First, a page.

How do you keep coming up with material/content for your blog?
Our mandate to ourselves with the blog is to cover “everything ocean-related”, and since the two of us spend so much time either in, next to or thinking about the sea, we don’t have a problem with content generation.
A dive at a new site, a question I get from a student, a dive trip (overseas or upcountry), something interesting we’ve see underwater, or a book/DVD/talk we’ve seen about the ocean are all fodder for a new post!
Where do you go for news and information online?
The Underwater Times (www.underwatertimes.com) is a fantastic news aggregator for ocean-related news. We are also active on Twitter (@learn2divetoday) and pick up a lot of news there, too.
Whats your strategy with your blog in general?
The original intention, as I mentioned, was for the blog to act as a marketing tool and supplementary resource to customers of my scuba diving business. We do still keep that in mind, but it’s now also a lot about self-expression, sharing the things we’ve seen and enjoyed, and showcasing the marine diversity we have on our doorstep as Capetonians (and South Africans).
On the technical front, we’re in the process of figuring out how to move the blog from wordpress.com to a self-hosted WordPress site, and quite excited about the flexibility that will bring.
Everyone has a favorite post. Name yours and why?
One of Clare’s posts, about the recent shark bite that happened in Fish Hoek, got quite a lot of attention and was republished on the Shark Spotters website.
Her favourite one, however, is called “Shark Huggers”, and is a rant about people who pretend to care about shark conservation but are actually only interested in using sharks to raise their own profile. My favourite post would have to be a toss up between one entitled “How to Clean a Stinky Wetsuit” (self explanatory title, I think) and one called “What’s in My Dive Bag, which is about all the little gadgets that can make the difference between a terrible dive and a fantastic dive.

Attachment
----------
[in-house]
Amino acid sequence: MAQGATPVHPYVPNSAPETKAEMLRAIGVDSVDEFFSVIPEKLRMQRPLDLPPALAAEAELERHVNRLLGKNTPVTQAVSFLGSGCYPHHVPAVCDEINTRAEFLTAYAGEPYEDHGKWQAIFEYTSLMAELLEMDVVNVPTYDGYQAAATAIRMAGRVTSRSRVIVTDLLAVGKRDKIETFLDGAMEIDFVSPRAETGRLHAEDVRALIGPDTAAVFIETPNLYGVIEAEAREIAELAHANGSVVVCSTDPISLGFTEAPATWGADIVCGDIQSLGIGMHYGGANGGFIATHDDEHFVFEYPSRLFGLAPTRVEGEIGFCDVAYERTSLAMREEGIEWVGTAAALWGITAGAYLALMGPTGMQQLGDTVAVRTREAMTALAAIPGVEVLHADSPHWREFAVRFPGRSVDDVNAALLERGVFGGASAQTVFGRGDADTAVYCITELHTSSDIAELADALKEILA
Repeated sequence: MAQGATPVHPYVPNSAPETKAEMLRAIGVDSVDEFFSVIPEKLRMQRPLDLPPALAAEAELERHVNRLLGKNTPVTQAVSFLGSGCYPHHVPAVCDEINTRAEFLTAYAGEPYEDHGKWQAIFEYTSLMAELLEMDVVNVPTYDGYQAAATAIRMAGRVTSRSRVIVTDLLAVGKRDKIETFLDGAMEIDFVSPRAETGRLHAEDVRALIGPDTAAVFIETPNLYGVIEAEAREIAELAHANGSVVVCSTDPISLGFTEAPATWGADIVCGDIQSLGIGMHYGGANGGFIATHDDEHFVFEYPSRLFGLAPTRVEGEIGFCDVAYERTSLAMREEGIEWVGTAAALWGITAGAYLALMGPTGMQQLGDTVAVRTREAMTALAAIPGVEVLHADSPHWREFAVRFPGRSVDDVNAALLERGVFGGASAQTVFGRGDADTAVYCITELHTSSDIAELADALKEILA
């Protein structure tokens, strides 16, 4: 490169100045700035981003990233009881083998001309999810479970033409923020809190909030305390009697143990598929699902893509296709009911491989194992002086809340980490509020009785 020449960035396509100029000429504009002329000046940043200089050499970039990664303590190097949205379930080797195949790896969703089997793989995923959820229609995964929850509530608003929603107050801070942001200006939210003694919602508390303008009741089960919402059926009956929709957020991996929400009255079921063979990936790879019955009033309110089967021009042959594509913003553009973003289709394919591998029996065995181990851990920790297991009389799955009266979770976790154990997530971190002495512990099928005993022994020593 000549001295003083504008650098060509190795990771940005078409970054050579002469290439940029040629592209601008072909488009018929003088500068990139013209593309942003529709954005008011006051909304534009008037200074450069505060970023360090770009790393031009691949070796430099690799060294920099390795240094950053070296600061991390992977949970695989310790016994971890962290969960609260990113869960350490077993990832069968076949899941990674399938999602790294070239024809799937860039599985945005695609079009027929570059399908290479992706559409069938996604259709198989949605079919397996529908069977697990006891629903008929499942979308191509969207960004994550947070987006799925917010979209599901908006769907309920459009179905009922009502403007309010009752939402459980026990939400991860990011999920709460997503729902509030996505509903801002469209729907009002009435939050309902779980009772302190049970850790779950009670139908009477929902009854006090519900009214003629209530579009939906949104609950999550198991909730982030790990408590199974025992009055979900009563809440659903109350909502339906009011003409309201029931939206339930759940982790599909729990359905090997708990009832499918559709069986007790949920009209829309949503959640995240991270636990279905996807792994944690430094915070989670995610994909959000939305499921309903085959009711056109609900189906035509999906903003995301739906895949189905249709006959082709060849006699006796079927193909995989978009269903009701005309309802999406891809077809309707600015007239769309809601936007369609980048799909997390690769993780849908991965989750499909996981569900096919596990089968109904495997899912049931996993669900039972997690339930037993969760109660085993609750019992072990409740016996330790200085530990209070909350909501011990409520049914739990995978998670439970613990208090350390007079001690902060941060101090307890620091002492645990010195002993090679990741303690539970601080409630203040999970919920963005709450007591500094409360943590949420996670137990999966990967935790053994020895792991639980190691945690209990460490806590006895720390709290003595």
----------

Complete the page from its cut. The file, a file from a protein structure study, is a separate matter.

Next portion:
Shark Huggers: http://learntodivetoday.wordpress.com/2011/09/22/shark-huggers/
How to Clean a Stinky Wetsuit : http://learntodivetoday.wordpress.com/2011/01/30/faq-how-do-i-clean-a-stinky-wetsuit/
What’s In My Dive Bag: http://learntodivetoday.wordpress.com/2010/09/01/whats-in-my-dive-bag/
Name some of the bloggers whom you look up to and why?
I really admire Chris Mills from Imod.co.za. His was one of the first local blogs I found, and thank goodness for that! He posts on all kinds of things, but we’ve found his material on social networking, online marketing, search engine optimization and developments in technology extremely helpful in figuring out our own online strategy.
We’re still total newbies in this arena, but Chris has a way of explaining things really clearly and showing how they’re relevant to your business. He’s also a really approachable, helpful guy and has answered some specific questions of mine too. If you’re not following imod.co.za, you should be.